The Suspension Order issued to Neil Labs cites several key incidents uncovered by the DEA's investigation. Suspension Order. After negotiating with the CS, Mantu Patel, an employee of Neil Labs, shipped listed chemicals from Neil Labs to the CS by secreting the listed chemical in two shipments of non-controlled substances. Defs.' Material Facts ¶ 37. Neil Labs does not dispute that Mantu Patel twice shipped listed chemicals to the CS in this manner. Pl.'s Resp. ¶ 37. In July 2001, the DEA intercepted a shipment from Neil Labs, in which a bag containing about four kilograms of a listed chemical was labeled as a non-listed chemical and secreted within the non-listed chemicals. Suspension Order ¶ 19; Defs.' Material Facts ¶ 37.
In addition, Between May 2001 and November 2001, the DEA received several requests from foreign drug companies who requested permission to import pseudoephedrine and ephedrine on behalf of Neil Labs. Defs.' Material Facts ¶¶ 54-57. The DEA approved the import requests and delayed issuing the Suspension Order at that time so it could continue its investigation. Id. ¶ 58.
The plaintiff argues that, as in Norman Bridge, the six-month delay in the DEA's issuance of the suspension order precludes a determination of imminent danger. Pl.'s Opp'n at 10-14. In Norman Bridge, the DEA issued a suspension order for a pharmaceutical company based on the company president's guilty plea to an indictment for dispensing the controlled substance Didrex to an individual and the company's record-keeping violations. Norman Bridge, 529 F.2d at 823. The president's guilty plea and the record-keeping violations apparently occurred six and seven months, respectively, before the DEA issued its order. Id. at 824-26, 829. The district court enjoined the DEA's actions, explaining that the seven-month delay demonstrated that in fact the company did not pose an imminent danger to the public because "[g]enuine apprehension of imminent danger to public health and safety could reasonably have been expected to cause prompt notice and an equally prompt hearing." Id. at 826, 829.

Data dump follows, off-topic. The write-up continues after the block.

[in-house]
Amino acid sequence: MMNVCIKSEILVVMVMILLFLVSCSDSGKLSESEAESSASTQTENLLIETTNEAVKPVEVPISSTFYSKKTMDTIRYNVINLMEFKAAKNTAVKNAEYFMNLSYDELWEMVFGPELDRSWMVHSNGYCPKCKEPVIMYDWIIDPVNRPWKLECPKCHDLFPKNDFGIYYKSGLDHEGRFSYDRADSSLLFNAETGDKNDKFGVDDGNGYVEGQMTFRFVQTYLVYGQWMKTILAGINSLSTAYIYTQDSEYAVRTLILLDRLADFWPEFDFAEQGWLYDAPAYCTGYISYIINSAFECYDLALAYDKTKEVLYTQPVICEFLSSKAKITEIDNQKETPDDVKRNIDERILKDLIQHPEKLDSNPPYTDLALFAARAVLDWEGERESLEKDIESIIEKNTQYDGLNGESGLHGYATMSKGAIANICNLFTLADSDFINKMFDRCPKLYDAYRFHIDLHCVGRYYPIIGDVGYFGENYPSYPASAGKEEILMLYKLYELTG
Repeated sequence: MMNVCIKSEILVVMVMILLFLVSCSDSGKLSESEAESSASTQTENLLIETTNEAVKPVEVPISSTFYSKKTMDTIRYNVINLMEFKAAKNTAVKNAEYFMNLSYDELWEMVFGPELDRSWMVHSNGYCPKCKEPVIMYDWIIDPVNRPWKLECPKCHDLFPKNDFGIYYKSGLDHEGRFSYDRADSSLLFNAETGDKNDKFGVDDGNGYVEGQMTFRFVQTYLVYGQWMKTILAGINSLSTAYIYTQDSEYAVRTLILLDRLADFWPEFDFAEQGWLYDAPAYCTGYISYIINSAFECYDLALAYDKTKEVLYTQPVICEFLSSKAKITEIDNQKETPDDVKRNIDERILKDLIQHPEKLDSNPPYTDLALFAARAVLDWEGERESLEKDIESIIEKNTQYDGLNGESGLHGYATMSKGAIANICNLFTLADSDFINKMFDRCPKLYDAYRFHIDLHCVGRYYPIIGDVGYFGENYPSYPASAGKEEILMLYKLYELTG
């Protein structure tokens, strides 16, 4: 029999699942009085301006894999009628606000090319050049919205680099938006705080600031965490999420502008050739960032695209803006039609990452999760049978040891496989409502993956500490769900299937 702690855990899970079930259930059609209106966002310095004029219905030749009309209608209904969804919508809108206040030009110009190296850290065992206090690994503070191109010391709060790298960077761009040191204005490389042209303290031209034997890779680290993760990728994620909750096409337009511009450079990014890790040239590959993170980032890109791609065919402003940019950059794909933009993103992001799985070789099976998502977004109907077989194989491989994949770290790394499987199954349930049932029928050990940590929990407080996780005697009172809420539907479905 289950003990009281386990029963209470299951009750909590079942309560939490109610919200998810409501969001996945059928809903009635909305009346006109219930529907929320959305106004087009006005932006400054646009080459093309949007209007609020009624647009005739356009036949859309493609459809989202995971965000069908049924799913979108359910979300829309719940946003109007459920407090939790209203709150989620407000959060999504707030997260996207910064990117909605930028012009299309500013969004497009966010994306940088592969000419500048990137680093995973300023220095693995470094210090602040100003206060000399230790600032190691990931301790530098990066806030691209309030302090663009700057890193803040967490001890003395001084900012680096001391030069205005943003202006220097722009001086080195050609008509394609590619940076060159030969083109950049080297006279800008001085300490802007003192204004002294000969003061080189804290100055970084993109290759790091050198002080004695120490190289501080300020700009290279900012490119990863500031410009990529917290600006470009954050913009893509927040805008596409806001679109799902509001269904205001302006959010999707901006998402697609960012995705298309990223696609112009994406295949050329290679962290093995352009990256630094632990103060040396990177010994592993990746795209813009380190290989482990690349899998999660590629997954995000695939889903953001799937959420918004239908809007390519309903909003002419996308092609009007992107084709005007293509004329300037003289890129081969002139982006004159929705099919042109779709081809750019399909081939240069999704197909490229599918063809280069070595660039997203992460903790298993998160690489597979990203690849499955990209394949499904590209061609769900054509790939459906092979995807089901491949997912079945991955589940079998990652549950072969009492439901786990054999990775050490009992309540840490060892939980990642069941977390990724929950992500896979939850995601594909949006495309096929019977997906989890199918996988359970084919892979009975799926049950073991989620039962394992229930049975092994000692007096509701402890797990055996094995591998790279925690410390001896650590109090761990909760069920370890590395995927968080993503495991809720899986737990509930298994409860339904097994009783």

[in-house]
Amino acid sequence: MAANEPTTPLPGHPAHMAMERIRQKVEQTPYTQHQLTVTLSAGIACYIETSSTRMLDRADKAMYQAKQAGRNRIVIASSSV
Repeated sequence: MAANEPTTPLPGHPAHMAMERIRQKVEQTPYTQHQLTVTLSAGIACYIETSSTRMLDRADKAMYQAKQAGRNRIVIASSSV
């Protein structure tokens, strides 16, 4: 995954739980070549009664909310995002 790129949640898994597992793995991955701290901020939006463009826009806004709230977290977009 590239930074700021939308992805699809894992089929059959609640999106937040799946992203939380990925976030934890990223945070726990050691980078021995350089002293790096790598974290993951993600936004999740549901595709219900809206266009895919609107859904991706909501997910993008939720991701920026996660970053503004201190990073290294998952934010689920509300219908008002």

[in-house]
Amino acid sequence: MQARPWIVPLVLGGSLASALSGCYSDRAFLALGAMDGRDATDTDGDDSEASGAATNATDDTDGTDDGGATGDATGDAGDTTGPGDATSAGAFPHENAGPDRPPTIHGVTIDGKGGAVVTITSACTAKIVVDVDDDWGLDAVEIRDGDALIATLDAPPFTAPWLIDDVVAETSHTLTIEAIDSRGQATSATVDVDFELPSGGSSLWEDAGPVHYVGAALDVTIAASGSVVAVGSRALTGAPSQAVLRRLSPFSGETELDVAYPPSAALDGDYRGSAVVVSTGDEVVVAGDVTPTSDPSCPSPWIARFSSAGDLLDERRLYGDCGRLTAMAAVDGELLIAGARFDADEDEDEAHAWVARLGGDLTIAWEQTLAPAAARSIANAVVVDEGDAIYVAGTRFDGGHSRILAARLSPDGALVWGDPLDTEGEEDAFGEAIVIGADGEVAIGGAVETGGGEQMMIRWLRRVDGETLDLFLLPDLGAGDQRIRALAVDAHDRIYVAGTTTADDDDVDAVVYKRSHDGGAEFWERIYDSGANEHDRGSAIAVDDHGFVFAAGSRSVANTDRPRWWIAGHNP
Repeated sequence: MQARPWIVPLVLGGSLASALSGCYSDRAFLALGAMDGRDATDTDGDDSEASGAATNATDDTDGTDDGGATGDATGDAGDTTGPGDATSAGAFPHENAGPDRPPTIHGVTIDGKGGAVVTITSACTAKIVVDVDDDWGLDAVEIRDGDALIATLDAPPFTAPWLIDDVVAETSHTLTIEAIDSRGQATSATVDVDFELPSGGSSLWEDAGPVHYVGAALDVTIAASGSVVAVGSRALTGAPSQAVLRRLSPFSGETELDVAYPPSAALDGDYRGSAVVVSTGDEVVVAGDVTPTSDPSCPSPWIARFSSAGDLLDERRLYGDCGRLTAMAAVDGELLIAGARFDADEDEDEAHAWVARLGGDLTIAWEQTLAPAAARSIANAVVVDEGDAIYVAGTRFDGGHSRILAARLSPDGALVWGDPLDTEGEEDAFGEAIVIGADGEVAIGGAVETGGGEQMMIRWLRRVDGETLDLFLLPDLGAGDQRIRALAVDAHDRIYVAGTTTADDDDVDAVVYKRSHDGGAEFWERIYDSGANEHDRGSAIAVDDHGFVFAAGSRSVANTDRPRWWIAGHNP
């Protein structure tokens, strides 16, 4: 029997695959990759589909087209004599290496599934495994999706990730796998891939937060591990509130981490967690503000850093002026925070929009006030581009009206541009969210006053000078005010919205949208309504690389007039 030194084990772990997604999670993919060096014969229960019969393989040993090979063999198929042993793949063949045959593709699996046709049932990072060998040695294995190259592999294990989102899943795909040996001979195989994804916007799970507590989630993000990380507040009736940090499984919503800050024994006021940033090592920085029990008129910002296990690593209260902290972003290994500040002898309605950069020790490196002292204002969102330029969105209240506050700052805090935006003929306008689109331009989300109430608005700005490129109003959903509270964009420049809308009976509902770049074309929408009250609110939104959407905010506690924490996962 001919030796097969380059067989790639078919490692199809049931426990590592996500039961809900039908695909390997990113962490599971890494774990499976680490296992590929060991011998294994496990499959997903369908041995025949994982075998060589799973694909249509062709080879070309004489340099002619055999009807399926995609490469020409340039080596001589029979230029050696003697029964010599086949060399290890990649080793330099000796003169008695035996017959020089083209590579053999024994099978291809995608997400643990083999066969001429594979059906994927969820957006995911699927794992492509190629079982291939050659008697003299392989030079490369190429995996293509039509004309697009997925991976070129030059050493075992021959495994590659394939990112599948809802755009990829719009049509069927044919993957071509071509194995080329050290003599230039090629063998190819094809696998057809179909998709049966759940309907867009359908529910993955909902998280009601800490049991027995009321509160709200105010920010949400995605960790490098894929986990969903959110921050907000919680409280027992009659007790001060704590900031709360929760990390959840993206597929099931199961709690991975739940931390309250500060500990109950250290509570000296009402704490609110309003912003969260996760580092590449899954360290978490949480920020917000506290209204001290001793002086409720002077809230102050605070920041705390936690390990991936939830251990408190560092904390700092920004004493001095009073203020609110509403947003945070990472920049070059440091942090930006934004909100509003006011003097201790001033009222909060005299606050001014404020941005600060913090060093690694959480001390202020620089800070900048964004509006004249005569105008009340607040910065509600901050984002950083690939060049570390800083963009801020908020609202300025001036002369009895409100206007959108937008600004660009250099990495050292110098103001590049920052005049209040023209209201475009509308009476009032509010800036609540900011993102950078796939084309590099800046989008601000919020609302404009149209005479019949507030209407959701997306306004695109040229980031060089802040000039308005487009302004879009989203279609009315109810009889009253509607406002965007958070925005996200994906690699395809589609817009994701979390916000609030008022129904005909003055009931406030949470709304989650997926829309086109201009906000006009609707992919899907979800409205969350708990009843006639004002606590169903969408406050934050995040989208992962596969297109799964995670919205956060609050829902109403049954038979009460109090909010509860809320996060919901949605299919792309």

The plaintiff fails to appreciate that Norman Bridge is distinguishable from the case at bar. Unlike the situation in Norman Bridge, the DEA suspected Neil Labs of being an active participant in the chain of production for methamphetamine. Defs.' Material Facts ¶¶ 29-38. Moreover, Neil Labs received approximately 30 warning letters from the DEA, between February 4, 1999 and March 11, 2002, that identified various instances in which Neil Labs' product had been diverted to illicit uses. Id. ¶ 14. The DEA also had taken action against many of Neil Labs' customers as a result of either regulatory failures or identification of Neil Labs' product in clandestine laboratory sites. Id. ¶ 18 (citing Suspension Order ¶¶ 8-12). Most significantly, in contrast to the DEA's unexplained seven-month delay in issuing the suspension order to Norman Bridge, the DEA's six-month delay in issuing the suspension order to Neil Labs is justified by its ongoing criminal investigation. Id. ¶ 43.